The same day that World View tested its balloon and parafoil system, the company achieved another milestone. Arizona Gov. Jan Brewer signed into law a spaceflight liability indemnification bill in a ceremony that day at the offices of of Paragon Space Development Corporation in Tucson. (Paragon formed World View to pursue the high-altitude balloon concept, and MacCallum is the CEO and CTO of Paragon as well.) The Arizona legislation is similar to that in several other states that protects spaceflight operators from liability in the event of the death or injury of spaceflight participants. “That sort of gives us a ‘Southwest Corridor’ to work in” for flights, he said, referring to similar laws in several neighboring states.
See update below.
A second attempt in as many days by SpaceX to launch six ORBCOMM OG2 satellites was scrubbed again Saturday, this time by weather. Marc Eisenberg, the CEO of ORBCOMM, said that a lightning strike 18 minutes before the launch, which has already been pushed to the end of its window, violated a launch rule that requires no lightning strikes within 30 minutes of launch. ORBCOMM says on its website that they will try again at 5:30 pm EDT (2130 GMT), although others have reported a launch time of 5:24 pm EDT (2124 GMT). Weather, though, is not promising again, with only a 20% chance of acceptable weather.
The meteorological storm that kept the Falcon 9 grounded, though, paled in comparison to the storm SpaceX faced from the media, and in social media, for the lack of information the company provided. SpaceX said Saturday afternoon that it would not webcast the launch, even though they had broadcast Friday’s attempt. The company also hasn’t updated their social media channels: as of Sunday morning the last SpaceX tweet was from before Friday night’s scrub, while the last post to its Facebook page was from even earlier Friday. It did post two terse messages to its webcast page on Saturday, including one confirming weather scrubbed the launch attempt.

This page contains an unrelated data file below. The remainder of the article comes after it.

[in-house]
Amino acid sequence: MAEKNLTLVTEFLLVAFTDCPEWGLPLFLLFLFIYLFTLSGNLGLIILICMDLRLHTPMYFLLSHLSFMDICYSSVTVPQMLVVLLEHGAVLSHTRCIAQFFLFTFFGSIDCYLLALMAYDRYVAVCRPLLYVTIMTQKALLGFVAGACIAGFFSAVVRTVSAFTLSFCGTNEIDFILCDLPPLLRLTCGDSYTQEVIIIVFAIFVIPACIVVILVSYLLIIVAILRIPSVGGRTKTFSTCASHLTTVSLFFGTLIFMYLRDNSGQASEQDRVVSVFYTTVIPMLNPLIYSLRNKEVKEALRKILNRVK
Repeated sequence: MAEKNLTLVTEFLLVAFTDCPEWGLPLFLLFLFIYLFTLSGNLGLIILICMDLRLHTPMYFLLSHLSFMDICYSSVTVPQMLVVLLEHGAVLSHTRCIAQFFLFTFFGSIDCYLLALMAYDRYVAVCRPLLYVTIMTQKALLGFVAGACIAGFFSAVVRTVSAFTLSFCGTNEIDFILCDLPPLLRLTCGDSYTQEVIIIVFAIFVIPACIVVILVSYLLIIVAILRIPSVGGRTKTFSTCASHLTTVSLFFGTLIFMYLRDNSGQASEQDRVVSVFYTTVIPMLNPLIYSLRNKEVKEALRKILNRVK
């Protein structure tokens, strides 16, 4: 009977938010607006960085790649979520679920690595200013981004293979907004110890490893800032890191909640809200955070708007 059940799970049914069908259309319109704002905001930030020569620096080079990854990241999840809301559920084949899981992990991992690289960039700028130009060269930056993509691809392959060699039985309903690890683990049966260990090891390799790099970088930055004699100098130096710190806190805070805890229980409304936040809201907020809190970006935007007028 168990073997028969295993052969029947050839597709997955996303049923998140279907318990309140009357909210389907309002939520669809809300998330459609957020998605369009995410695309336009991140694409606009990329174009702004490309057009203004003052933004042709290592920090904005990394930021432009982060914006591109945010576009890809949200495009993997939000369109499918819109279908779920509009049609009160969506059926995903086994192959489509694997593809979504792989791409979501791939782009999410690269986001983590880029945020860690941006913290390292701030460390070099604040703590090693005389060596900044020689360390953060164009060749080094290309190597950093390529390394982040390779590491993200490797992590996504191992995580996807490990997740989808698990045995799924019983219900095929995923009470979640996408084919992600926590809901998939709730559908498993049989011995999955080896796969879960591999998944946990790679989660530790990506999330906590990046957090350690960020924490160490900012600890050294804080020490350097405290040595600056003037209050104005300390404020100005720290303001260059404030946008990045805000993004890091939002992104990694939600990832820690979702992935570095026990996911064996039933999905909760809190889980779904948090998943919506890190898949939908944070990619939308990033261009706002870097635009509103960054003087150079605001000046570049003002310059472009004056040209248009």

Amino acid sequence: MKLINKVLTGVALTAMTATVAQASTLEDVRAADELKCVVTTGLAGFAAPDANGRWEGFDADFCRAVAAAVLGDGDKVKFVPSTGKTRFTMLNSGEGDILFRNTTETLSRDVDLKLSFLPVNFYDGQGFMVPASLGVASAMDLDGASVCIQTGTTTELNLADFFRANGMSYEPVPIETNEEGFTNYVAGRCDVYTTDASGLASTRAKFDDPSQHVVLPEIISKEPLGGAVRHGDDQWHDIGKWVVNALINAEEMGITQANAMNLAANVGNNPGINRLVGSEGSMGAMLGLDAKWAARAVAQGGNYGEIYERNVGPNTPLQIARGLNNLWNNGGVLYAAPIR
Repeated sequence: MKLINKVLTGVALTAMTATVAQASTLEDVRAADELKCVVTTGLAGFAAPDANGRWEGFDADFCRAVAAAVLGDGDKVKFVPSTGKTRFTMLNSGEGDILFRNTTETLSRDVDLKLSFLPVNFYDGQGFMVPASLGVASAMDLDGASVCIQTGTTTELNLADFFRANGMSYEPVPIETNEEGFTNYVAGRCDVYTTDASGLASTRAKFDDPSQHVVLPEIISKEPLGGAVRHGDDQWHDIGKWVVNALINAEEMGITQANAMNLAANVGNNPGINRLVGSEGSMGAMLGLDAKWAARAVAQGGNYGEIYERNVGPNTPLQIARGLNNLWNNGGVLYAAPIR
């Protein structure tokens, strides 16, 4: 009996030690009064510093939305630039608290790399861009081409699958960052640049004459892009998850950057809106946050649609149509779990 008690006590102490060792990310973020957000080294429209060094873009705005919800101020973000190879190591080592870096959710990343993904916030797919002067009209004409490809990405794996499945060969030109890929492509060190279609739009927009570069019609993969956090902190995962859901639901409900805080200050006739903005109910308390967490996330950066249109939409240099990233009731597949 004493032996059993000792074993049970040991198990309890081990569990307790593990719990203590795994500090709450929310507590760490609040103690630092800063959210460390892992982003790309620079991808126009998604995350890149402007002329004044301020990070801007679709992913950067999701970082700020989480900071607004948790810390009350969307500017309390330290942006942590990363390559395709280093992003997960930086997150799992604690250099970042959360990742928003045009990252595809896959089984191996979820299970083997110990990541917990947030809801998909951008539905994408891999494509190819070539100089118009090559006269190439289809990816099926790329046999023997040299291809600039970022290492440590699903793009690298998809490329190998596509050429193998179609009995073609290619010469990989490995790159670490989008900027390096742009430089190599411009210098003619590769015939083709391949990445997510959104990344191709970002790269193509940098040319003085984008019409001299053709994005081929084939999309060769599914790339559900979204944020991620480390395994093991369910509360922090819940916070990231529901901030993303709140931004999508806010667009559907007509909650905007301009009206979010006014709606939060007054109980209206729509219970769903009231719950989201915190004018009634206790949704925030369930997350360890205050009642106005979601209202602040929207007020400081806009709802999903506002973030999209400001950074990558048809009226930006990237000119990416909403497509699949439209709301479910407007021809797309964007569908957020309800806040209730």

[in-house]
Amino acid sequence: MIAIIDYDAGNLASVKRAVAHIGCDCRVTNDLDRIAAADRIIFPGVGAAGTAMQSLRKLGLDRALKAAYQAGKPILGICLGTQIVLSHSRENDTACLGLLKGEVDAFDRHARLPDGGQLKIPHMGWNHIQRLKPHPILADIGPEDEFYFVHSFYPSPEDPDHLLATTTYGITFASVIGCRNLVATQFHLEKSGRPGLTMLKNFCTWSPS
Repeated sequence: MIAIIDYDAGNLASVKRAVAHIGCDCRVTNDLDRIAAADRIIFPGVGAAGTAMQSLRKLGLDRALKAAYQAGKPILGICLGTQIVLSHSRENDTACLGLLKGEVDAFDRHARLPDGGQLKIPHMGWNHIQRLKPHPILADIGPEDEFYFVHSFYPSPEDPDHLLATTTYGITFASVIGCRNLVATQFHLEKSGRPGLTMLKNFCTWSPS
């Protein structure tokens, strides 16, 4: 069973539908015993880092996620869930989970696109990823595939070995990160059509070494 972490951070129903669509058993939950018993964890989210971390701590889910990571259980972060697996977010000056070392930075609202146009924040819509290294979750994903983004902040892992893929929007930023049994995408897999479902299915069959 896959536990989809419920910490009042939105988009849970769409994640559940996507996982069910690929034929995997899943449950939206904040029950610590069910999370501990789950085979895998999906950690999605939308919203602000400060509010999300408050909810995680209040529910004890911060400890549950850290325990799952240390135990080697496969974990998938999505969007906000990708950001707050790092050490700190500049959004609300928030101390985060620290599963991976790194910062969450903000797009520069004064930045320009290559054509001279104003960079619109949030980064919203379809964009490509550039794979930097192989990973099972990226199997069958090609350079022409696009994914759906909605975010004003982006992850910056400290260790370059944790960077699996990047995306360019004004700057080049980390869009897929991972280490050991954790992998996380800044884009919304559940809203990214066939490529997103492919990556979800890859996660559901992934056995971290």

In addition to the lack of online coverage, SpaceX provided little information to the media covering the launch on site at the Cape, much to the frustration of reporters there. Florida Today called it the “Space Coast’s quietest rocket countdown in recent memory” and Spaceflight Now said that for “the first time since the end of the Cold War, a space launch from Cape Canaveral will not be broadcast to the press and the public.” (It also inspired a lengthy rant from one person trying to cover the launch.) There was also strong criticism of SpaceX’s lack of coverage on Twitter, even inspiring one hashtag: #FalconNein.
A SpaceX spokesperson told Spaceflight Now that there was “no special reason” for not webcasting the launch. “We’ve actually been ready to move away from the webcasts for awhile,” Emily Shanklin told the publication. “It takes a lot of resources but the main reason is these launches are becoming more routine and the full webcast isn’t really appropriate anymore.”
That strategy is contrary to those of other major launch providers. United Launch Alliance (ULA), the company SpaceX is sparring with for US government launches, regularly webcasts launches, even of classified missions (although in some of those cases ending the webcast long before payload separation.) Arianespace webcasts its launches of Ariane, Soyuz, and Vega vehicles. International Launch Services also webcasts its commercial Proton launches. So, SpaceX’s decision runs counter to most other commercial launch providers.
There is an understandable philosophical argument in SpaceX’s response: as launches do become more routine, it makes less sense to make a big media event out of them. We do not provide similar coverage to every aircraft takeoff or every ship’s port departure, for example. However, SpaceX is still far from doing “routine” launches: this launch will be just the third Falcon 9 mission this year, and it’s now increasingly unlikely the company will meet its goal of ten Falcon launches this year.